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It is with a heavy heart that 70-year-old Raymond Soares dispenses combination of different drugs and ointments at the Poona Drug Stores these days. A landmark of sorts on M G Road, Camp, for the last 106 years, the shop is all set to down shutters on May 3, much to the dismay of loyal customers who want the management to rethink its decision.
A notice put up at the shop informs customers about the closure as Marie Soares, wife of Raymond, ruefully admits that “all good things come to an end”. This store has been a heritage landmark in the city ever since Soares’ grandfather J M Braganza set it up on April 1, 1908.
With no male heir to run the store, it was managed by Braganza’s cousins when Raymond took over the family business 45 years ago.
While Raymond says he needs to retire now, his family members say the land owners have also requested that the property be returned. “We cannot afford rentals at other places, everything is so expensive,” says Sarina who has actively been helping her father Raymond run the store.
The store boasts of famous customers like the then Governor of Poona and even Shah Nawaz Bhutto, the grandfather of Benazir Bhutto, who were regular visitors. There are old loyalists who prefer to wait for two days if the store runs out of stock of certain medicines.
Says 66-year-old Ashwini Sikri, a resident of Camp: “I have been buying medicines and other general items from this store since 1966. Of course, times change. But it is sad that the store is shutting down. This was one place I could shop with confidence.”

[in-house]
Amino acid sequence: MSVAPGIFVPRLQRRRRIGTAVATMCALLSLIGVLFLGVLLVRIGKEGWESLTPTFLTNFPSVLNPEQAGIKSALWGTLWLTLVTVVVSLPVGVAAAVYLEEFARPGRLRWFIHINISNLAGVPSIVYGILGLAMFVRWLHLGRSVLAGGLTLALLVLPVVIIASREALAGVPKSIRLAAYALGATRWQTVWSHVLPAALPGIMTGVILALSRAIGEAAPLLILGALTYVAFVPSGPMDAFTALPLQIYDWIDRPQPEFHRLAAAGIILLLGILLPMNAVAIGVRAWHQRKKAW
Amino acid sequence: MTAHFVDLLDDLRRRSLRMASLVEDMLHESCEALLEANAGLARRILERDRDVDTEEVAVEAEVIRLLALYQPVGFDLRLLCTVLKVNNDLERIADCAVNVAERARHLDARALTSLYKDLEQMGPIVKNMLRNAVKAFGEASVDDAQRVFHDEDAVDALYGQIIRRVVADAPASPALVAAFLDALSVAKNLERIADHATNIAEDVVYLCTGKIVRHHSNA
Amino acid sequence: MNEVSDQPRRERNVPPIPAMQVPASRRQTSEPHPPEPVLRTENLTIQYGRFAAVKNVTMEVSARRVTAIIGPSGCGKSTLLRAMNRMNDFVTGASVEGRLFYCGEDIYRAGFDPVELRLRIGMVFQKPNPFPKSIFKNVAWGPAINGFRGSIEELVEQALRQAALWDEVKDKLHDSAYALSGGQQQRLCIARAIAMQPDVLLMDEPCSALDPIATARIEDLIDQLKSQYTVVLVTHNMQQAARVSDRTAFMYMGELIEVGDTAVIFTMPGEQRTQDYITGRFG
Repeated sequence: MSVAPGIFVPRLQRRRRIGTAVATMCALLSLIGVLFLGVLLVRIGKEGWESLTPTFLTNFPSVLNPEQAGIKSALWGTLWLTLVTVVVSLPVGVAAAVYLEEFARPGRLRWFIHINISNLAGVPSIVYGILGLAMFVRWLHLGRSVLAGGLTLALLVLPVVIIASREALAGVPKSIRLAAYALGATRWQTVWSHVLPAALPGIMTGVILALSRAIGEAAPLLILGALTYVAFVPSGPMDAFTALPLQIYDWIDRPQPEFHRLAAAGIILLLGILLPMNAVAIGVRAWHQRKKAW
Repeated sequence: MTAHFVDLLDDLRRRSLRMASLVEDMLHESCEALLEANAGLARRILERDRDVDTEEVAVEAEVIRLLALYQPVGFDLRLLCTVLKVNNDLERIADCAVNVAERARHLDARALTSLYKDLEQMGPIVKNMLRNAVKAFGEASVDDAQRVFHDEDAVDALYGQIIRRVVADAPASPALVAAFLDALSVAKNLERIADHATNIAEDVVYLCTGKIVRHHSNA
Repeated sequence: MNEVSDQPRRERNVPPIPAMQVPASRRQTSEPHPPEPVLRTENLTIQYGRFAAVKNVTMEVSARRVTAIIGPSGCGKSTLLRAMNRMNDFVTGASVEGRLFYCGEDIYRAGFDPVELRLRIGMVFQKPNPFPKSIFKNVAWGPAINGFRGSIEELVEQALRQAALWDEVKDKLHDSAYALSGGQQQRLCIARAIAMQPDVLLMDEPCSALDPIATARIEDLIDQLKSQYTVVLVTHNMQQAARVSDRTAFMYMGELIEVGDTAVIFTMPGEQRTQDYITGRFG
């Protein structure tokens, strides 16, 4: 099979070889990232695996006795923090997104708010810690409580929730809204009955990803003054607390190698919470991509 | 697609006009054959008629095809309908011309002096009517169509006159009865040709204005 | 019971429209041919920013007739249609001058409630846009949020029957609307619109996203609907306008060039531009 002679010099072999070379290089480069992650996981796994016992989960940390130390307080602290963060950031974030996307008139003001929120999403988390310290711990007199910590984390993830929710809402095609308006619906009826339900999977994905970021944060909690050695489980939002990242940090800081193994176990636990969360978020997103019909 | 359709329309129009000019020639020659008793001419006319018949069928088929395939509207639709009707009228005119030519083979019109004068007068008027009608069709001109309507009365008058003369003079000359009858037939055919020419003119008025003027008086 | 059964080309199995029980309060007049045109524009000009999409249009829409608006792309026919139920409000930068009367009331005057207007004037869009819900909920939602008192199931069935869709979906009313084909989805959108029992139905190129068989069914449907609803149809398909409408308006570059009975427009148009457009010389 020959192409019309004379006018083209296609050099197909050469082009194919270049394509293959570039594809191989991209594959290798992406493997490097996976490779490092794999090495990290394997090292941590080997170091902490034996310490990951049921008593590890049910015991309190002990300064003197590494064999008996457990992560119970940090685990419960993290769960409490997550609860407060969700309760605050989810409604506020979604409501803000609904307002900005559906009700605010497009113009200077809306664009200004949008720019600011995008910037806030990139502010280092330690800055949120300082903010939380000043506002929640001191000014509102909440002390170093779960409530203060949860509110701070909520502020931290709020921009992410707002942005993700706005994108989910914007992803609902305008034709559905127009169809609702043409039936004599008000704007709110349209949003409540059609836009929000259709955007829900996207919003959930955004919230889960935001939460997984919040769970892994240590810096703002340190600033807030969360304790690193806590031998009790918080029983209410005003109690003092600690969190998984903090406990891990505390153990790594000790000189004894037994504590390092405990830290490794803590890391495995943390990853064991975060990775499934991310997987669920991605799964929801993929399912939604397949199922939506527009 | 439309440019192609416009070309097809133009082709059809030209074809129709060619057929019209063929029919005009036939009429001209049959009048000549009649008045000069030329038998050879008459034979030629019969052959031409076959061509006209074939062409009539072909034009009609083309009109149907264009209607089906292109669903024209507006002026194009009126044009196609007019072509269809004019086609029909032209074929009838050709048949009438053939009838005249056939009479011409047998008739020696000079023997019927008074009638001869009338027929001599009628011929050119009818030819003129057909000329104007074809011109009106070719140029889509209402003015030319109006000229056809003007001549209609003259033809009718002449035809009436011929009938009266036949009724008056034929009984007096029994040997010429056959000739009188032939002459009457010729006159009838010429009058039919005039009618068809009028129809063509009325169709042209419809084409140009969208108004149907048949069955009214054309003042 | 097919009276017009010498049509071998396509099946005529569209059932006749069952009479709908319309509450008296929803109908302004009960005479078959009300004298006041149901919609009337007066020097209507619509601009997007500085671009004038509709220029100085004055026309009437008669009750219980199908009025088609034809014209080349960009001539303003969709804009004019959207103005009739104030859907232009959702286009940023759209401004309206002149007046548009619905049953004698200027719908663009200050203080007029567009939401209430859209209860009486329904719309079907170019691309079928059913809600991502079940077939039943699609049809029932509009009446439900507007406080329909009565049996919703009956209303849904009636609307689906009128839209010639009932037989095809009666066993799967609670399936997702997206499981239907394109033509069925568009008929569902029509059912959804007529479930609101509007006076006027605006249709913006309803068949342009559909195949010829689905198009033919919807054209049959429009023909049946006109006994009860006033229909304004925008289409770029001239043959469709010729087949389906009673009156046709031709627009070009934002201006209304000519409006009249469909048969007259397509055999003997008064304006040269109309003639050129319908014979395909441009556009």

While the initial customers were British who purchased toiletries and cosmetics, the store soon expanded and started dispensing skin ointments, ‘shol’ solution for dialysis patients and other drugs. The shop has till date maintained its century old dispensing book and has a few records of the oldest medical prescriptions.
Raymond says the store has been catering to generations of families who have been regular customers. Like 86-year-old Dhun Adenwala who stays on Napier Road and comes to this shop for most of his requirements. “It is such a homely place. Not only do they welcome you but even the attendants are so knowledgeable about medicines. They have put their heart and soul in this store. I find their drugs extremely safe and reliable and my family members continue to purchase from this store,” he says.
The shop that has built a reputation of never selling spurious drugs continues to maintains the traditional old world discipline and is open from 9 am to 1 pm and 4 pm to 8 pm. Delivering medicines to homes of people who are too sick to make a trip to the shop and sponsoring poor patients’ medicines, the store had over the last century developed a bond of trust and affection with customers. Soares admits it is a tough call to shut shop.